Victory Day and the siege of Leningrad

Victory Day is a big deal in Russia. It marks the day when Nazi Germany surrendered to the Soviet Union after the Second World War, or Great Patriotic War as it’s known here, commemorating the estimated 28 million who lost their lives in the fight for independence. I think it’s particularly close to the hearts of those in St Petersburg, since the Germans blockaded their city for 900 days (well, 872, but who’s counting?), disrupting food, water, communications and energy supplies, ultimately resulting in the death of 1.5million civilians. They had to eat bread made of sawdust and their pets. Cannibalism was rumoured once all the animals had been toasted. For good measure, Hilter ordered the historic buildings without the city perimeter to be looted and destroyed.

According to Wiki:

“Economic destruction and human losses in Leningrad on both sides exceeded those of the Battle of Stalingrad, the Battle of Moscow, or the atomic bombings of Hiroshima and Nagasaki. The siege of Leningrad is the most lethal siege in world history, and some historians speak of the siege operations in terms of genocide, as a “racially motivated starvation policy” that became an integral part of the unprecedented German war of extermination against populations of the Soviet Union generally.

Today, everyone makes a point of thanking all those who played a part in saving their country. Celebrations being to ramp up several days before the event, with posts, banners, bunting and ribbons decorating the streets.

Banners

Big chiefs from V-day

9th May, lest they forget

They day itself involves enormous military parades in all of Russia’s biggest cities, people pouring in from the provinces to line the streets and pay their respects. Come the evening (but not necessarily nightfall – error) there are large firework displays too.

Heading up Novsky Prospect, closed for the day, to Palace Square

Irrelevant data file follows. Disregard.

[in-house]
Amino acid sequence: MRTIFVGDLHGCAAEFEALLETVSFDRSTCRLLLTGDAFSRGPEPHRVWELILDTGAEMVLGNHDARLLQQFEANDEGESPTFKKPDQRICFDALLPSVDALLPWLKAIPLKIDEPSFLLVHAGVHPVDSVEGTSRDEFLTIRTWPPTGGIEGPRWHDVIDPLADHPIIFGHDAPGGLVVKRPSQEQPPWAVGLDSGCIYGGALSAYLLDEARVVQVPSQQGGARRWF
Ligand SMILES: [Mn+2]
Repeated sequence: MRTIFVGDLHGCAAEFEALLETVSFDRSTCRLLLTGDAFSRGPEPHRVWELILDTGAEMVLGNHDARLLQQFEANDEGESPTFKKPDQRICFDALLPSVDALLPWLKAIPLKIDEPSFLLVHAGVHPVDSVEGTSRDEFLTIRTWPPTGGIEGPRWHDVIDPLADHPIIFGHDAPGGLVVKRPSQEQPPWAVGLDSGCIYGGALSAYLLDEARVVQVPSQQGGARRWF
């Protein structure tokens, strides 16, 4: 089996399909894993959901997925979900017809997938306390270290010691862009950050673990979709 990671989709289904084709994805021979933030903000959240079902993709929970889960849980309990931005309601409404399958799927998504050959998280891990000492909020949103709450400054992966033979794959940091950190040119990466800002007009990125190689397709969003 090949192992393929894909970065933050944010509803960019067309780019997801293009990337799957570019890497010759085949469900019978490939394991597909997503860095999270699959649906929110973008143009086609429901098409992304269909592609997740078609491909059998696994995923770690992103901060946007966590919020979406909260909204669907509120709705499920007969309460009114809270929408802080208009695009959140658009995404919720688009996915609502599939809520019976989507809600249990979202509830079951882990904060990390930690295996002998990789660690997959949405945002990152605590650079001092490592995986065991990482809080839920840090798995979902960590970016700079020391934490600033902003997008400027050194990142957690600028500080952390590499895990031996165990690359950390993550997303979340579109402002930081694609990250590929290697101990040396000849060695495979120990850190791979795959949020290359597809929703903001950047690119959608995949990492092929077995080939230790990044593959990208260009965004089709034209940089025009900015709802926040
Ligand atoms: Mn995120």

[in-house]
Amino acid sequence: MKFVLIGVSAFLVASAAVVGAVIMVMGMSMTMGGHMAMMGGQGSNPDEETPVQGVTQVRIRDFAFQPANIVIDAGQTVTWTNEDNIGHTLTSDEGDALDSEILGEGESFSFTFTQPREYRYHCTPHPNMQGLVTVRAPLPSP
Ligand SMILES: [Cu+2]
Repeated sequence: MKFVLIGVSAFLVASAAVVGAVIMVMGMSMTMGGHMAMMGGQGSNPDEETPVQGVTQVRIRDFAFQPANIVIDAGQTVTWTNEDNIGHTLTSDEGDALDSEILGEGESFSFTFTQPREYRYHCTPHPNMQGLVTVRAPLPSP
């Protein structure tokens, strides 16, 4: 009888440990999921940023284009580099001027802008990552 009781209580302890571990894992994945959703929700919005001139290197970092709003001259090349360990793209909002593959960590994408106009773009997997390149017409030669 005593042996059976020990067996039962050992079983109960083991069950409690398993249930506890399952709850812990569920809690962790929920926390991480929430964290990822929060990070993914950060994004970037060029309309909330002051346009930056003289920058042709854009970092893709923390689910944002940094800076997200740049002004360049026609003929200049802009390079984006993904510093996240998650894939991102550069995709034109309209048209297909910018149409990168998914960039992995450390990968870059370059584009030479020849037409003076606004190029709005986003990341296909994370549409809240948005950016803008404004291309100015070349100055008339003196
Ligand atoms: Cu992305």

Marching by the Hermitage

People, as far as the eye can see

In Moscow, Putin and Medvedev also turned out to show their respects. Putin in his brand new role for the controversial six years…

But for me, the best bit are the flowers. People, especially children, wander around the streets with flowers – red carnations are the most popular choice, but also red-hued roses and tulips – and chocolates. Whenever they see a Vet with his medals and uniform on, they go and hand him a gift and say thank-you. By the end of the day, the Vets are wandering round with large bouquets of flowers and big grins. Lovely!

Little boy, dressed up as a sailor, giving a serviceman some respect. Power to him.

Even those who can’t walk join in on the flower collecting

Flowers piled on war memorials. Florists must do a storming trade.

Then everyone goes up to Palace Square to hang out and watch the music and Russian dancing for a while. Oh, and drink. They all started drinking at about 9am and it continued throughout the day. Street drinking is always encouraged by the provision of plastic glasses by all offies. Crowds had that weird beer-sweat whiff to them. Any excuse…

Palace Square and Victory Arch

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